The Q6 values computed for simple cubic are 0.354 +/- 3.938e-08
The Q8 values computed for bcc are 0.213 +/- 1.137e-12
The Q12 values computed for fcc are 0.600 +/- 1.155e-12


Given that the per-particle order parameter values are essentially identical to within machine precision, we can be confident that we have found the characteristic value of $$q_l$$ for each of these systems. We can now compare these values to the values of $$q_l$$ in thermalized systems to determine the extent to which they are exhibiting the ordering expected of one of these perfect crystals.

[3]:

def make_noisy_replicas(unitcell, sigmas):
"""Given a unit cell, return a noisy system."""
systems = []
for sigma in sigmas:
systems.append(unitcell.generate_system(5, sigma_noise=sigma))
return systems

[4]:

sigmas = [0.01, 0.02, 0.03, 0.05]
sc_systems = make_noisy_replicas(sc, sigmas)
bcc_systems = make_noisy_replicas(bcc, sigmas)
fcc_systems = make_noisy_replicas(fcc, sigmas)

[5]:

fig, axes = plt.subplots(1, 3, figsize=(16, 5))

# Zip up the data that will be needed for each structure type.
zip_obj = zip(
[sc_systems, bcc_systems, fcc_systems],
[mean_sc, mean_bcc, mean_fcc],
[6, 8, 12],
["Simple Cubic", "BCC", "FCC"],
)

for i, (systems, ref_val, L, title) in enumerate(zip_obj):
ax = axes[i]
for j, (system, sigma) in enumerate(zip(systems, sigmas)):
ql = freud.order.Steinhardt(L)
ql.compute(system, neighbors={"num_neighbors": L})
if not kde:
ax.hist(ql.particle_order, label=rf"$\sigma$ = {sigma}", density=True)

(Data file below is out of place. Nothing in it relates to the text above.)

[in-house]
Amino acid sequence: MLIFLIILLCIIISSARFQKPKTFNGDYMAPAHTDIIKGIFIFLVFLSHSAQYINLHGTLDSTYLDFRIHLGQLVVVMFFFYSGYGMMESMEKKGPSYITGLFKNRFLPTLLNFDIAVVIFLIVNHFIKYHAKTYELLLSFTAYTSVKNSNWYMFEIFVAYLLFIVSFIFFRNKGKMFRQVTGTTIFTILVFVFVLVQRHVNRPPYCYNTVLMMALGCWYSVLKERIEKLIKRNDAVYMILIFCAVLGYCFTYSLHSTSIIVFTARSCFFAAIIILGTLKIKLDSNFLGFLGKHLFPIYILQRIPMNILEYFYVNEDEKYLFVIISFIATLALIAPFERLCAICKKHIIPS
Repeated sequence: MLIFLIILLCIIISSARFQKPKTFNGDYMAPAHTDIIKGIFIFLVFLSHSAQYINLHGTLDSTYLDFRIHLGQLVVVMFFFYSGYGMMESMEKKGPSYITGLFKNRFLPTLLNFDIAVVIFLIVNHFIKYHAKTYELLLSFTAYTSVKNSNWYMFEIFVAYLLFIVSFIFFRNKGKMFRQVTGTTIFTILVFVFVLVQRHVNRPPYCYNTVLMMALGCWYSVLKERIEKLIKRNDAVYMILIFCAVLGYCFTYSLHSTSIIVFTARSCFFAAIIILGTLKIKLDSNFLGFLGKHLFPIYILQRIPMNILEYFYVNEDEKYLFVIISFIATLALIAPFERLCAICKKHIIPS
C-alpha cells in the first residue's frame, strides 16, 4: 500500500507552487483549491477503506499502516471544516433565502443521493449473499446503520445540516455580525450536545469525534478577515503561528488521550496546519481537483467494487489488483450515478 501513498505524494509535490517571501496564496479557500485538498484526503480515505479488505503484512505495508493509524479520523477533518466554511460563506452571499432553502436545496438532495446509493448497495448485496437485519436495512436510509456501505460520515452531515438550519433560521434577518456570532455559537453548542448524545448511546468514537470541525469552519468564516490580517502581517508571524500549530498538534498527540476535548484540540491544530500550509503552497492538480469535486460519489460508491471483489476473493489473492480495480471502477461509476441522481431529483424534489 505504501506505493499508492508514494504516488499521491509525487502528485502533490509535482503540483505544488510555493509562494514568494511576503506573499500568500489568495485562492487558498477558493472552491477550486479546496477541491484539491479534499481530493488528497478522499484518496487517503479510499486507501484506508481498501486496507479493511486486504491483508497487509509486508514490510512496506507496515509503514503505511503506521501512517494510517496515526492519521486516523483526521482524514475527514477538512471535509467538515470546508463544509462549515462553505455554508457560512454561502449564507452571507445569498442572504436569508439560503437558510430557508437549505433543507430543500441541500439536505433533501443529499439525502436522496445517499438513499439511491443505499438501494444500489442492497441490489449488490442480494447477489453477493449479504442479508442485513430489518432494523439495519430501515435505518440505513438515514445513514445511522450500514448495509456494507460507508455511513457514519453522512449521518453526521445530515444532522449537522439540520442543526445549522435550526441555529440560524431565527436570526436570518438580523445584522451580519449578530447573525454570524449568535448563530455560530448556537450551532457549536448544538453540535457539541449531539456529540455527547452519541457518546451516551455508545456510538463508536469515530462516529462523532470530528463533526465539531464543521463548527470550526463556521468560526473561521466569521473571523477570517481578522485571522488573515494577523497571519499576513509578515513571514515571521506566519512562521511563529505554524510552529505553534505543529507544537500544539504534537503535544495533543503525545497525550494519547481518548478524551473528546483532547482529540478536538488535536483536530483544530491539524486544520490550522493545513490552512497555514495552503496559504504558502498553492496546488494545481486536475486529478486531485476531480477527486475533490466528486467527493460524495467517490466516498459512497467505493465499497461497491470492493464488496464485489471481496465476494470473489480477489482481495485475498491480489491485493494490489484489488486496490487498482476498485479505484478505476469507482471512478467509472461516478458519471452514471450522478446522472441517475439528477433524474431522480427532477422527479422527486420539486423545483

else:
N = 50
bins = np.linspace(
N,
)

kde = KernelDensity(bandwidth=0.004)
kde.fit(ql.particle_order[:, np.newaxis])
ql = np.exp(kde.score_samples(bins[:, np.newaxis]))

ax.plot(bins, ql, label=rf"$\sigma$ = {sigma}")
ax.set_title(title, fontsize=20)
ax.tick_params(axis="both", which="both", labelsize=14)
if j == 0:
# Can choose any element, all are identical in the reference case
ax.vlines(ref_val, 0, np.max(ax.get_ylim()[1]), label="Reference")
fig.legend(*ax.get_legend_handles_labels(), fontsize=18)  # Only have one legend

From this figure, we can see that for each type of structure, increasing the amount of noise makes the distribution of the order parameter values less peaked at the expected reference value. As a result, we can use this method to identify specific structures. Choosing the appropriate parameterization for the order parameter (which quantum number $$l$$ to use, how to choose neighbors, etc.) can be very important.
In addition to the $$q_l$$ parameters demonstrated here, this class can also compute the third-order invariant $$w_l$$. The $$w_l$$ may be better at identifying some structures, so some experimentation and reference to the appropriate literature can be useful (as a starting point, see Steinhardt, Nelson, and Ronchetti (1983)).
By setting average=True in the constructor, the Steinhardt class will perform an additional level of averaging over the second neighbor shells of particles, to accumulate more information on particle environments (see Lechner and Dellago (2008)). To get a sense for the best method for analyzing a specific system, the best course of action is try out different parameters or to consult the literature to see how these have been used in the past.